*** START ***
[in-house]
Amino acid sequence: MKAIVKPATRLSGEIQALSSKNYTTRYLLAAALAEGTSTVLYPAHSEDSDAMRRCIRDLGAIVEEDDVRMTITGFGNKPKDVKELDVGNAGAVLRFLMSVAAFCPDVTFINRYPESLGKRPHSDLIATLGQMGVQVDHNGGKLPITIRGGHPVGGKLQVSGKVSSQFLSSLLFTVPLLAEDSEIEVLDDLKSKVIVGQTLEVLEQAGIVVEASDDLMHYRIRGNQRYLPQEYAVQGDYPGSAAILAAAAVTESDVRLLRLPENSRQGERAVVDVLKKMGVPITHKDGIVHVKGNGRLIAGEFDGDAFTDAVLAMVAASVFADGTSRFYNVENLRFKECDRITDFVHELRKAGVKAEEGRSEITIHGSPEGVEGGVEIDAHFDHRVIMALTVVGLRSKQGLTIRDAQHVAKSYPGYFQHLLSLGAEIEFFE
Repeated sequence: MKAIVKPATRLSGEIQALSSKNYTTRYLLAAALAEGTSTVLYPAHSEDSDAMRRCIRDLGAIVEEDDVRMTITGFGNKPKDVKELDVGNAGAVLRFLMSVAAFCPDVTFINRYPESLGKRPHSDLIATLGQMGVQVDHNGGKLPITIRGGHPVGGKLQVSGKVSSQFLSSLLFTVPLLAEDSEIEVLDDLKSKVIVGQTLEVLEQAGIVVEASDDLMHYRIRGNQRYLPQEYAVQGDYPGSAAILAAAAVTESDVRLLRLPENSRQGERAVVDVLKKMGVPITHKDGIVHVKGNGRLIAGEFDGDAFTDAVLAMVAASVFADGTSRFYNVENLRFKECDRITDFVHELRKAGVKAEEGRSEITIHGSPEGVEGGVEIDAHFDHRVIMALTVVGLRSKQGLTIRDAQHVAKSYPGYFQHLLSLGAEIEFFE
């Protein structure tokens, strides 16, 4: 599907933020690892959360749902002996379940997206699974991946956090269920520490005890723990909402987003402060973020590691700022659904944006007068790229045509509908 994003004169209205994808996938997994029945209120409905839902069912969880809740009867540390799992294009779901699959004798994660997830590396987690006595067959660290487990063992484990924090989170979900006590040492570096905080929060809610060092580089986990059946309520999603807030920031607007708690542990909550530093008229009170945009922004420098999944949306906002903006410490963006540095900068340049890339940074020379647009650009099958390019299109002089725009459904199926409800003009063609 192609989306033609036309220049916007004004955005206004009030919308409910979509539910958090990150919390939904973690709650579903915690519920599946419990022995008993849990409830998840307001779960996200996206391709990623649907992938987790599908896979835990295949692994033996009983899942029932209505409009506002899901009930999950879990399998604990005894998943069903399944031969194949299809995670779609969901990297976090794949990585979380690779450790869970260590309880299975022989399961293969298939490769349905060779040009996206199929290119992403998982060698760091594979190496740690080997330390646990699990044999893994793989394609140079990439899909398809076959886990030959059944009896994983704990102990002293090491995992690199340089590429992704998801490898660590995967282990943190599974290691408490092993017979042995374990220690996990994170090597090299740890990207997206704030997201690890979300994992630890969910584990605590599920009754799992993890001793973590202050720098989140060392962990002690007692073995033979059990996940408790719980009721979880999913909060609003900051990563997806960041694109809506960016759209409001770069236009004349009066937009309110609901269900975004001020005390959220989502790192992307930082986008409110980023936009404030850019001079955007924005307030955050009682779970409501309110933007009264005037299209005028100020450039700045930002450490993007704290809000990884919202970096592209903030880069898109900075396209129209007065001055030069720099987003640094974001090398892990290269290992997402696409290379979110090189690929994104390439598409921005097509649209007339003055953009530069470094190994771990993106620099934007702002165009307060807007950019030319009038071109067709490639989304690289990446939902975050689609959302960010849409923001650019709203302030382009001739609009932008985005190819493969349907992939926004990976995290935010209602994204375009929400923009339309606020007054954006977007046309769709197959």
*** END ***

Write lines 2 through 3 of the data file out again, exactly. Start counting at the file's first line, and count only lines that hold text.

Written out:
Amino acid sequence: MKAIVKPATRLSGEIQALSSKNYTTRYLLAAALAEGTSTVLYPAHSEDSDAMRRCIRDLGAIVEEDDVRMTITGFGNKPKDVKELDVGNAGAVLRFLMSVAAFCPDVTFINRYPESLGKRPHSDLIATLGQMGVQVDHNGGKLPITIRGGHPVGGKLQVSGKVSSQFLSSLLFTVPLLAEDSEIEVLDDLKSKVIVGQTLEVLEQAGIVVEASDDLMHYRIRGNQRYLPQEYAVQGDYPGSAAILAAAAVTESDVRLLRLPENSRQGERAVVDVLKKMGVPITHKDGIVHVKGNGRLIAGEFDGDAFTDAVLAMVAASVFADGTSRFYNVENLRFKECDRITDFVHELRKAGVKAEEGRSEITIHGSPEGVEGGVEIDAHFDHRVIMALTVVGLRSKQGLTIRDAQHVAKSYPGYFQHLLSLGAEIEFFE
Repeated sequence: MKAIVKPATRLSGEIQALSSKNYTTRYLLAAALAEGTSTVLYPAHSEDSDAMRRCIRDLGAIVEEDDVRMTITGFGNKPKDVKELDVGNAGAVLRFLMSVAAFCPDVTFINRYPESLGKRPHSDLIATLGQMGVQVDHNGGKLPITIRGGHPVGGKLQVSGKVSSQFLSSLLFTVPLLAEDSEIEVLDDLKSKVIVGQTLEVLEQAGIVVEASDDLMHYRIRGNQRYLPQEYAVQGDYPGSAAILAAAAVTESDVRLLRLPENSRQGERAVVDVLKKMGVPITHKDGIVHVKGNGRLIAGEFDGDAFTDAVLAMVAASVFADGTSRFYNVENLRFKECDRITDFVHELRKAGVKAEEGRSEITIHGSPEGVEGGVEIDAHFDHRVIMALTVVGLRSKQGLTIRDAQHVAKSYPGYFQHLLSLGAEIEFFE